Edited by Michael E. Soulé
Publisher: Cambridge University Press
Print Publication Year: 1987
Online Publication Date:January 2010
Chapter DOI: http://dx.doi.org/10.1017/CBO9780511623400.008
Subjects: Ecology and conservation
Population extinction can result from many factors. Even though most cases are hidden from observers, its processes can be viewed in different ways. The other chapters of this book focus on single features of species biology that contribute to species extinction. Superficially, this chapter treats yet another factor: the extension of the spatial stage on which the extinction drama is played. Nonetheless, space is something different. It affects and is, in turn, affected by the other aspects of species biology that contribute to extinction.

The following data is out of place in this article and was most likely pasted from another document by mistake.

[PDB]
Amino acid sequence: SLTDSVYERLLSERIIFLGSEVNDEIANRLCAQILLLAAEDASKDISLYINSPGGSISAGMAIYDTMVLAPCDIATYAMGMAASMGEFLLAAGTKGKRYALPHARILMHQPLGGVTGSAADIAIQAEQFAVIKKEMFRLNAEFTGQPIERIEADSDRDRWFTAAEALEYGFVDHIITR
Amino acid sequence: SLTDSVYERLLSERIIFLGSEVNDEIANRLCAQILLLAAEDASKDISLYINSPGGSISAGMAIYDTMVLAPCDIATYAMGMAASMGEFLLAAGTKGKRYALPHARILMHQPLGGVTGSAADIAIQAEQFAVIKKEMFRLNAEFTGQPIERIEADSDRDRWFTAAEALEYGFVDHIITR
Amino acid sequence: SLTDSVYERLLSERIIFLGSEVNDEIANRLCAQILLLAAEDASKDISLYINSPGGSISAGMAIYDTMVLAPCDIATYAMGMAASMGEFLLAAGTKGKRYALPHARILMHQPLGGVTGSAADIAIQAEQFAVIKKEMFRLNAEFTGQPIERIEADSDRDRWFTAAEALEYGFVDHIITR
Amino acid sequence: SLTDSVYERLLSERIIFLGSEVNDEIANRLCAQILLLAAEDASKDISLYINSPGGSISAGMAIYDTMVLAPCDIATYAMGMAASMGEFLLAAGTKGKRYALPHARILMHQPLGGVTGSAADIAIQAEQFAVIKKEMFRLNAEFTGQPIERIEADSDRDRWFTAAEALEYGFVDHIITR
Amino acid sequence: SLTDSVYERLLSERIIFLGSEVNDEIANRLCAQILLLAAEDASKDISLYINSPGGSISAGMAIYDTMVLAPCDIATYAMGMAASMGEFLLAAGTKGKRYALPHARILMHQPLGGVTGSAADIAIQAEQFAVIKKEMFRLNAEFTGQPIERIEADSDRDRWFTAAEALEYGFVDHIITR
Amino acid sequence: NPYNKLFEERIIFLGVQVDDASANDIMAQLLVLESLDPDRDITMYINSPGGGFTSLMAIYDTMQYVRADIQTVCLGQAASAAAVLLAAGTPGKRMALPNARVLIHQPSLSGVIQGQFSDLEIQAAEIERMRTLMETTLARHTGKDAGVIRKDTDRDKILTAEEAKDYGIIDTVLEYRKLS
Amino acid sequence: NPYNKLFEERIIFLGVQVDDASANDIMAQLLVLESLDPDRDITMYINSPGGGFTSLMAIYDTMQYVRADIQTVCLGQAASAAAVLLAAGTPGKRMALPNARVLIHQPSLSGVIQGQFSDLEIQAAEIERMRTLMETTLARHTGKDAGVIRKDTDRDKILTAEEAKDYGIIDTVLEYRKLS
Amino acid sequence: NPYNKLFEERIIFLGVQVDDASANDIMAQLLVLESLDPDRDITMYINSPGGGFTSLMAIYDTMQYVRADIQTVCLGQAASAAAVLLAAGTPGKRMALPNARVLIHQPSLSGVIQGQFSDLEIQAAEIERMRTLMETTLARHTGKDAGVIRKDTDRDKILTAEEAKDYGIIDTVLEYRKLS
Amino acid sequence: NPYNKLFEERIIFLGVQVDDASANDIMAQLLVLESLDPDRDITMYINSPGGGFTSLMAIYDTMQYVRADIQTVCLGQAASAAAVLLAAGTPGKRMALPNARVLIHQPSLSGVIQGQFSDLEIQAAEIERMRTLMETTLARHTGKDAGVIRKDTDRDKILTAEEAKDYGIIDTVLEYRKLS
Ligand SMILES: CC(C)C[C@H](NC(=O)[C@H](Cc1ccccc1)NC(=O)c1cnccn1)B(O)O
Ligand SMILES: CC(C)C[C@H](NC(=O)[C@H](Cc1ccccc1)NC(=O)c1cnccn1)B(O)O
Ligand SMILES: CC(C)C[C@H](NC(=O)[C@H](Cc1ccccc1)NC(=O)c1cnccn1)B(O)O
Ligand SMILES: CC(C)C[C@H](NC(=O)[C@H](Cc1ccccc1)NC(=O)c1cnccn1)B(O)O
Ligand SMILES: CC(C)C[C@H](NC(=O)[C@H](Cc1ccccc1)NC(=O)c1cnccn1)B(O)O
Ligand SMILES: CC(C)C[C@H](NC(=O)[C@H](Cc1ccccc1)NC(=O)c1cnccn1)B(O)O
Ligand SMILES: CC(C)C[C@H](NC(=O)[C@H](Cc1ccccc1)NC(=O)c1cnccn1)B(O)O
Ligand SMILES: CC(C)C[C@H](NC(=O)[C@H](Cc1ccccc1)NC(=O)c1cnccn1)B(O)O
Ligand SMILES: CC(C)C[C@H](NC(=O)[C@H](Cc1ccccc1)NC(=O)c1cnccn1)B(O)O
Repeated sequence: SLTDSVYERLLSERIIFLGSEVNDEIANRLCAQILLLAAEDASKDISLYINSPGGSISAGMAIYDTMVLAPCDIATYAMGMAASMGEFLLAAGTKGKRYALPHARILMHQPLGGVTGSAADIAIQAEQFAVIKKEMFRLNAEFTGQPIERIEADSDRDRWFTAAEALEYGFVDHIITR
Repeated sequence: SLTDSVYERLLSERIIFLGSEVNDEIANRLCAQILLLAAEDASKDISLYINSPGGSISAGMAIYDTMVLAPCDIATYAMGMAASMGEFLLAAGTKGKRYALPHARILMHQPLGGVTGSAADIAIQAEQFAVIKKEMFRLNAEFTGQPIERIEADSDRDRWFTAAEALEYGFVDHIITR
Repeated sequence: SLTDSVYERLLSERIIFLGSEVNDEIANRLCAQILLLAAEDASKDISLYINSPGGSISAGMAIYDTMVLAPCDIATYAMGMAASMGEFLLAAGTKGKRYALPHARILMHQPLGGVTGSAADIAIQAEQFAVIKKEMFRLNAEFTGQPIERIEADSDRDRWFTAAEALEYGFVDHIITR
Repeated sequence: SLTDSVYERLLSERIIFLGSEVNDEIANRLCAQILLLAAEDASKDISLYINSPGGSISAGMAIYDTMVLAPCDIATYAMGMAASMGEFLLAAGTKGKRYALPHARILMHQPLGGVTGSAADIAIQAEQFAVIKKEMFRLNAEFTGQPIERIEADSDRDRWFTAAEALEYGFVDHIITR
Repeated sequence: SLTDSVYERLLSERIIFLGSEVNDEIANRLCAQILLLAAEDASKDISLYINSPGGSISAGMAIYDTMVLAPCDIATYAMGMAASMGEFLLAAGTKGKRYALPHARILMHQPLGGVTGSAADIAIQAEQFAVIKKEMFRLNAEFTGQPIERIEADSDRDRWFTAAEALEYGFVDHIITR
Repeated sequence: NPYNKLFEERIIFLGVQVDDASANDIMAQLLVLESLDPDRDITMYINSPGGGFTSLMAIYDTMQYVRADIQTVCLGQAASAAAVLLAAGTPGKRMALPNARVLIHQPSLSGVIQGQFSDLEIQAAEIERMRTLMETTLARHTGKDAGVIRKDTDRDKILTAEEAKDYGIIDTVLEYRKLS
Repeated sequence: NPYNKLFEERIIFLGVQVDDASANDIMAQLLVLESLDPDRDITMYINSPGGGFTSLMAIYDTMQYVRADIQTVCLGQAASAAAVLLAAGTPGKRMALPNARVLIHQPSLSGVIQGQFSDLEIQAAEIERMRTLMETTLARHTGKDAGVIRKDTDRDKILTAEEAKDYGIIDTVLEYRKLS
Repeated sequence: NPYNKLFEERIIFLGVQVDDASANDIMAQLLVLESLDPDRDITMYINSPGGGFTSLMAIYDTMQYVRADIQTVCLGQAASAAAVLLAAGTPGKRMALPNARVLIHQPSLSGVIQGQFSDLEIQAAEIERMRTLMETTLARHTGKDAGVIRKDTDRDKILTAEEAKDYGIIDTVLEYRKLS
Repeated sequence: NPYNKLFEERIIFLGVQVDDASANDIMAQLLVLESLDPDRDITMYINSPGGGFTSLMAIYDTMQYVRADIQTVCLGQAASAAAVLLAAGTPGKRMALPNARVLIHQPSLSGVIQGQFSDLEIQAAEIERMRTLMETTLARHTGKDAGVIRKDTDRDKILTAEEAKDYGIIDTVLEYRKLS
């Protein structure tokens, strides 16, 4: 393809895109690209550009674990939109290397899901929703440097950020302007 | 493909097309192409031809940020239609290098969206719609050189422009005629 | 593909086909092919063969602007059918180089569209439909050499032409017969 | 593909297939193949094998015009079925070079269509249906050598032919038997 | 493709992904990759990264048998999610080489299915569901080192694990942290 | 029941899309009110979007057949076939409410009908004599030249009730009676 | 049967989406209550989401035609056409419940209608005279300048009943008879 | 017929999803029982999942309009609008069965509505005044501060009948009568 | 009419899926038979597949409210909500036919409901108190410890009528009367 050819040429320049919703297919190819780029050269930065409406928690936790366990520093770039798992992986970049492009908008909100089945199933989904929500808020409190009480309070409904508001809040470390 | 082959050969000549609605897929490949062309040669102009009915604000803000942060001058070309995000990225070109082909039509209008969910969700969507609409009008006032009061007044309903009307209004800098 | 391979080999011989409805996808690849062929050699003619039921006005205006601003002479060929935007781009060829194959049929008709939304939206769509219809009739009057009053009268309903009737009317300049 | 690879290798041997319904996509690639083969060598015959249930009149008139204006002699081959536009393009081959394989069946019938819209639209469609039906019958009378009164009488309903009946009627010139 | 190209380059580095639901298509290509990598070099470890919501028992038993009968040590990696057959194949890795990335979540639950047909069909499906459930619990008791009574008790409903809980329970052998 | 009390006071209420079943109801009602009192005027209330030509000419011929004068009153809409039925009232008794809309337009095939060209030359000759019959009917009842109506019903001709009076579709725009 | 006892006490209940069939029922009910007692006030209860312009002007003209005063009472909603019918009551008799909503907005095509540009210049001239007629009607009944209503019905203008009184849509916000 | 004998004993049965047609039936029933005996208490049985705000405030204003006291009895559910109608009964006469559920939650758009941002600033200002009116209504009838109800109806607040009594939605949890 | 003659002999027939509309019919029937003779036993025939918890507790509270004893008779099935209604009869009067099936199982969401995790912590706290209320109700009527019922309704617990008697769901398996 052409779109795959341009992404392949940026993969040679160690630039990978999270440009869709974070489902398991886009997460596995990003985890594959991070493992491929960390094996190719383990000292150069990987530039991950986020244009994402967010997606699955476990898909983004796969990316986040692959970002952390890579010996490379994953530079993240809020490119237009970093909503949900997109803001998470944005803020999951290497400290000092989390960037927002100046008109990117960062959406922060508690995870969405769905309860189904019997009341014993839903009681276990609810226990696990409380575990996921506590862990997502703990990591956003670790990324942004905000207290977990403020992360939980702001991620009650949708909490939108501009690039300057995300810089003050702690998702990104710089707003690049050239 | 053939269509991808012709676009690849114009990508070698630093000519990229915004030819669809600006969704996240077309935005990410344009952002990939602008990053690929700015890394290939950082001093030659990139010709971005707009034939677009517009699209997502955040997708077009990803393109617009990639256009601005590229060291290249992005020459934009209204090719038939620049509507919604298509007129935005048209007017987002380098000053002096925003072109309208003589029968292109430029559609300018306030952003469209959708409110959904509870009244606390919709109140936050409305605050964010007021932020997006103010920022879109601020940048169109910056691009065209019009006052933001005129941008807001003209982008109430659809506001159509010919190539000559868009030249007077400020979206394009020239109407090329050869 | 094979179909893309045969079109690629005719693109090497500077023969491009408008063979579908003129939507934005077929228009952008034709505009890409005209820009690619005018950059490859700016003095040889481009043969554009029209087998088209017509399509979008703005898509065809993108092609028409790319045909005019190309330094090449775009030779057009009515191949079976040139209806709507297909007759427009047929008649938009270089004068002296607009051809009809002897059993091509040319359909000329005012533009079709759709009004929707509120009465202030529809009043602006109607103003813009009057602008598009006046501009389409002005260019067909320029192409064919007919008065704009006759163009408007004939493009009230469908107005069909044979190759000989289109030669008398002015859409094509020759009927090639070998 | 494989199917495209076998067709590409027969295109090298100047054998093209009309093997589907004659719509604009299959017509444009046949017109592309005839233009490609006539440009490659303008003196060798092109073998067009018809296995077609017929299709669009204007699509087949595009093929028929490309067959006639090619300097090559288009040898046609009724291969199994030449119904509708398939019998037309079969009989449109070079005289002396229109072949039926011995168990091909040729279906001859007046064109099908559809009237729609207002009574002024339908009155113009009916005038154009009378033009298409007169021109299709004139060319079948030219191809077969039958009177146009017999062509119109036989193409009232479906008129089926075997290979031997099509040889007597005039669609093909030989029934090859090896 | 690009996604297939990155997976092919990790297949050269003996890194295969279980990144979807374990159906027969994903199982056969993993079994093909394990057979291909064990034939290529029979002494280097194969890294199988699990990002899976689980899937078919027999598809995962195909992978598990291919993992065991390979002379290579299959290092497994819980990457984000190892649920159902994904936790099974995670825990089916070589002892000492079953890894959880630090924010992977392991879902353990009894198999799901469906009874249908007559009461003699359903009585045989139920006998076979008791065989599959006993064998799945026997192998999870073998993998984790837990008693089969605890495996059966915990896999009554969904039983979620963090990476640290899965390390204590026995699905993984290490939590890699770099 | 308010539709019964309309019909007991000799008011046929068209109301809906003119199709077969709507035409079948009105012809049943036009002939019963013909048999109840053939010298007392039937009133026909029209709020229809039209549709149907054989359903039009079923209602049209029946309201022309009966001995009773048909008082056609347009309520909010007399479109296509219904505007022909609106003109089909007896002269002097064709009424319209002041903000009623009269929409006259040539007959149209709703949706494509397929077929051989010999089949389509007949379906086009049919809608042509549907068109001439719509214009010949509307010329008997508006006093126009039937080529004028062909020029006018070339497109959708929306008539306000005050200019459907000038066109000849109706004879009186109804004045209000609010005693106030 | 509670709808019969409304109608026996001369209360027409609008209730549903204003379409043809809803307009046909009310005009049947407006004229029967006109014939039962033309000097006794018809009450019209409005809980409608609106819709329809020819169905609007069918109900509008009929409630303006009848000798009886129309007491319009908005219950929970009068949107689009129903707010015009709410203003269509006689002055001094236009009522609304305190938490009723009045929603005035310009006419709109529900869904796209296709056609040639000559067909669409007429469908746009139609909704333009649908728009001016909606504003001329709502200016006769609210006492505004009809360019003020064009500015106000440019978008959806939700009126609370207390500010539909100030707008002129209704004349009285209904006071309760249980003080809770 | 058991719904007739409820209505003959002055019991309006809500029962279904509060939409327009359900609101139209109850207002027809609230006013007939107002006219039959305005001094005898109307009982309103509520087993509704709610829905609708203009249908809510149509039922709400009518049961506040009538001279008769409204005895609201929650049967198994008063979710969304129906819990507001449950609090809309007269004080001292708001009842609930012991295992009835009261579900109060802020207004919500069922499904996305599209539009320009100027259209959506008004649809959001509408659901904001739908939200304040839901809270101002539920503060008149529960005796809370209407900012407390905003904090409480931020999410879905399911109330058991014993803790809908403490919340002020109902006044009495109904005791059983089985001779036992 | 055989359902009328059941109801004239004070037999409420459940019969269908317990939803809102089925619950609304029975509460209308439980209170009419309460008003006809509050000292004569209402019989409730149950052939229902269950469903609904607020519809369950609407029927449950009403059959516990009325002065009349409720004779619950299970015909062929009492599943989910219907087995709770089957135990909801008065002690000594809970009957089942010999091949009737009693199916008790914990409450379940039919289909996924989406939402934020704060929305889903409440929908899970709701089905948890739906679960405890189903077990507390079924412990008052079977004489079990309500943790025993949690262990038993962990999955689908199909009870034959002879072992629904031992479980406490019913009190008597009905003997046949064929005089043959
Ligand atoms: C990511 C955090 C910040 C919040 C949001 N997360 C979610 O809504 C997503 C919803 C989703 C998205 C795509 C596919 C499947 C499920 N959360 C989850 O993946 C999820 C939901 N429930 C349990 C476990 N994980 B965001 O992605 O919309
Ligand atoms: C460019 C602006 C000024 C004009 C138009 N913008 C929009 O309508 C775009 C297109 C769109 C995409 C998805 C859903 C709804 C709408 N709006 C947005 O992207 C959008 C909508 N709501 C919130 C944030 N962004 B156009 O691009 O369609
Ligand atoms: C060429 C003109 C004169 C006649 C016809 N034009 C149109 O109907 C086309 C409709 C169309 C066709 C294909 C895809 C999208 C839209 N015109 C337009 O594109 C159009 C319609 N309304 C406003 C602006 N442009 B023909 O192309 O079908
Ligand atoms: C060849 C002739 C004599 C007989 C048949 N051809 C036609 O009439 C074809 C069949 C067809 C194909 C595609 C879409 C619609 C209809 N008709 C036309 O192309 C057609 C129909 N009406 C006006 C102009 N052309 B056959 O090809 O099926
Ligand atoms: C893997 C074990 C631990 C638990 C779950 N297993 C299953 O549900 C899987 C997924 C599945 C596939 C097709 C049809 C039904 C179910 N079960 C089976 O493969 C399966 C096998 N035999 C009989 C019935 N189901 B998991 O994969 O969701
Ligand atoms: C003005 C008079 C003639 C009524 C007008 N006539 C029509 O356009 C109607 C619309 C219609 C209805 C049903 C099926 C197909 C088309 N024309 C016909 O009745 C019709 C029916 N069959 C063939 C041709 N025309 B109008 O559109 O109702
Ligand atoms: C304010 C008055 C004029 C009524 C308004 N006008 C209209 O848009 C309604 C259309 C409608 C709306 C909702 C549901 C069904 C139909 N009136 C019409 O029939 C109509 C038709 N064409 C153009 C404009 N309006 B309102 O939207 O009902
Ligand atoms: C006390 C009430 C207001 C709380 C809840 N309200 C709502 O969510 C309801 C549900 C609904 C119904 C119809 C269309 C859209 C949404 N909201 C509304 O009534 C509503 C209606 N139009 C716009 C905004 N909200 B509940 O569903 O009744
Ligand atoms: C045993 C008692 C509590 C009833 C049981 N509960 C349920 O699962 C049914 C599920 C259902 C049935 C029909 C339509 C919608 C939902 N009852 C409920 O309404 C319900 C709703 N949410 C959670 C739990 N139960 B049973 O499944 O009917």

The spatial extension of ecological systems, which considers the actual locations of organisms in the landscape, is not routinely incorporated into theoretical formulations of population genetics, demography, population dynamics, and community ecology. Our theories typically present variables such as N's and p's that summarize, with a single number, the ecological and genetical states of a system over some conceptually delimited region of physical space. That is, N is a count of all the animals in this space; it does not tell where they are, or how they are clumped or otherwise associated. Similarly, p represents a gene frequency in a ‘population’ of organisms, but the region over which this estimate is valid is not normally specified.
This reluctance to address questions of spatial extension results from at least two important considerations.
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